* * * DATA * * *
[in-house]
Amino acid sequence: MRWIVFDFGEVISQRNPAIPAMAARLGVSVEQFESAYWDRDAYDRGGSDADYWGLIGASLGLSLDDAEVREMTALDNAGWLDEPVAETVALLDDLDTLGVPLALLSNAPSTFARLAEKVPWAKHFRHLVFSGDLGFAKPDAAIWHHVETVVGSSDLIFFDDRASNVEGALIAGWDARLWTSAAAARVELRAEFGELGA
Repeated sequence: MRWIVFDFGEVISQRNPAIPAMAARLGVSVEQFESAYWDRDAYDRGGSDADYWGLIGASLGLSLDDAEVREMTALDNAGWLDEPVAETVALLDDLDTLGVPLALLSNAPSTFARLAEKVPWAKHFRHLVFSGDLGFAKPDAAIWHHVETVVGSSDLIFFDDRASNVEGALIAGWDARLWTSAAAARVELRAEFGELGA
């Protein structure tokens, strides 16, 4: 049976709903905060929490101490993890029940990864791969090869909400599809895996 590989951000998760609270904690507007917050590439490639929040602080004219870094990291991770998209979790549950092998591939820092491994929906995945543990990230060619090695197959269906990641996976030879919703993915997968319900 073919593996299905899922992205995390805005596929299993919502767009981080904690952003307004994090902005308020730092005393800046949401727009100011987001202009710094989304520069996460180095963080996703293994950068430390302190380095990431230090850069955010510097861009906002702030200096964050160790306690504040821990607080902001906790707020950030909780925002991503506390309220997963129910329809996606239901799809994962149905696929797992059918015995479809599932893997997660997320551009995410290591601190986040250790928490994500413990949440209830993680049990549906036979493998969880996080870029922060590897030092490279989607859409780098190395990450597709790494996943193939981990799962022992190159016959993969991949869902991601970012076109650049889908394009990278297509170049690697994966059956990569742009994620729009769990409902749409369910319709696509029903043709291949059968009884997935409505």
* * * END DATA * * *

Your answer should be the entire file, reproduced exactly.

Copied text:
[in-house]
Amino acid sequence: MRWIVFDFGEVISQRNPAIPAMAARLGVSVEQFESAYWDRDAYDRGGSDADYWGLIGASLGLSLDDAEVREMTALDNAGWLDEPVAETVALLDDLDTLGVPLALLSNAPSTFARLAEKVPWAKHFRHLVFSGDLGFAKPDAAIWHHVETVVGSSDLIFFDDRASNVEGALIAGWDARLWTSAAAARVELRAEFGELGA
Repeated sequence: MRWIVFDFGEVISQRNPAIPAMAARLGVSVEQFESAYWDRDAYDRGGSDADYWGLIGASLGLSLDDAEVREMTALDNAGWLDEPVAETVALLDDLDTLGVPLALLSNAPSTFARLAEKVPWAKHFRHLVFSGDLGFAKPDAAIWHHVETVVGSSDLIFFDDRASNVEGALIAGWDARLWTSAAAARVELRAEFGELGA
């Protein structure tokens, strides 16, 4: 049976709903905060929490101490993890029940990864791969090869909400599809895996 590989951000998760609270904690507007917050590439490639929040602080004219870094990291991770998209979790549950092998591939820092491994929906995945543990990230060619090695197959269906990641996976030879919703993915997968319900 073919593996299905899922992205995390805005596929299993919502767009981080904690952003307004994090902005308020730092005393800046949401727009100011987001202009710094989304520069996460180095963080996703293994950068430390302190380095990431230090850069955010510097861009906002702030200096964050160790306690504040821990607080902001906790707020950030909780925002991503506390309220997963129910329809996606239901799809994962149905696929797992059918015995479809599932893997997660997320551009995410290591601190986040250790928490994500413990949440209830993680049990549906036979493998969880996080870029922060590897030092490279989607859409780098190395990450597709790494996943193939981990799962022992190159016959993969991949869902991601970012076109650049889908394009990278297509170049690697994966059956990569742009994620729009769990409902749409369910319709696509029903043709291949059968009884997935409505």